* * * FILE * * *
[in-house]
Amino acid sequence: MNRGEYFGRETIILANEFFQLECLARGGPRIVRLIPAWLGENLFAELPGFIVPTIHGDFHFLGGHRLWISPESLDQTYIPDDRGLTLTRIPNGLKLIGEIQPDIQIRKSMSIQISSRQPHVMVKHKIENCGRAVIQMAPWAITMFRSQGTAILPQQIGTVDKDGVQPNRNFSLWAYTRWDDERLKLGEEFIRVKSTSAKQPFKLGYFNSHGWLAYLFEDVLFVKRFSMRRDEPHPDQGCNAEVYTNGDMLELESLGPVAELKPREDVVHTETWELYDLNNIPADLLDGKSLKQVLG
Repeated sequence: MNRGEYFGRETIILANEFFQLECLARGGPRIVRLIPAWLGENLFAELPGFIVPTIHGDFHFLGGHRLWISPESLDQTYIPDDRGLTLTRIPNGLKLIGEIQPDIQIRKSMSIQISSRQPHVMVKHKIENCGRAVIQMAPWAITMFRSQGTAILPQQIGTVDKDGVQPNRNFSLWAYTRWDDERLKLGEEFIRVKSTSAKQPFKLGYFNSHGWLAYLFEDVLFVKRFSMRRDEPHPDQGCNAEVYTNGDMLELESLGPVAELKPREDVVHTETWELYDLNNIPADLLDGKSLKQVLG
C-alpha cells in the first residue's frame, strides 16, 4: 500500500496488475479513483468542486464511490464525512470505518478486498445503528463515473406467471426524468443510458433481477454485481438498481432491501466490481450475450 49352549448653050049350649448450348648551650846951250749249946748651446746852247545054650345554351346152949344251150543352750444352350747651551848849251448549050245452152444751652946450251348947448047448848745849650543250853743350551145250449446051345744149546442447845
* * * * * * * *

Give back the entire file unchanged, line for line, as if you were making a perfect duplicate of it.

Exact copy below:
[in-house]
Amino acid sequence: MNRGEYFGRETIILANEFFQLECLARGGPRIVRLIPAWLGENLFAELPGFIVPTIHGDFHFLGGHRLWISPESLDQTYIPDDRGLTLTRIPNGLKLIGEIQPDIQIRKSMSIQISSRQPHVMVKHKIENCGRAVIQMAPWAITMFRSQGTAILPQQIGTVDKDGVQPNRNFSLWAYTRWDDERLKLGEEFIRVKSTSAKQPFKLGYFNSHGWLAYLFEDVLFVKRFSMRRDEPHPDQGCNAEVYTNGDMLELESLGPVAELKPREDVVHTETWELYDLNNIPADLLDGKSLKQVLG
Repeated sequence: MNRGEYFGRETIILANEFFQLECLARGGPRIVRLIPAWLGENLFAELPGFIVPTIHGDFHFLGGHRLWISPESLDQTYIPDDRGLTLTRIPNGLKLIGEIQPDIQIRKSMSIQISSRQPHVMVKHKIENCGRAVIQMAPWAITMFRSQGTAILPQQIGTVDKDGVQPNRNFSLWAYTRWDDERLKLGEEFIRVKSTSAKQPFKLGYFNSHGWLAYLFEDVLFVKRFSMRRDEPHPDQGCNAEVYTNGDMLELESLGPVAELKPREDVVHTETWELYDLNNIPADLLDGKSLKQVLG
C-alpha cells in the first residue's frame, strides 16, 4: 500500500496488475479513483468542486464511490464525512470505518478486498445503528463515473406467471426524468443510458433481477454485481438498481432491501466490481450475450 49352549448653050049350649448450348648551650846951250749249946748651446746852247545054650345554351346152949344251150543352750444352350747651551848849251448549050245452152444751652946450251348947448047448848745849650543250853743350551145250449446051345744149546442447845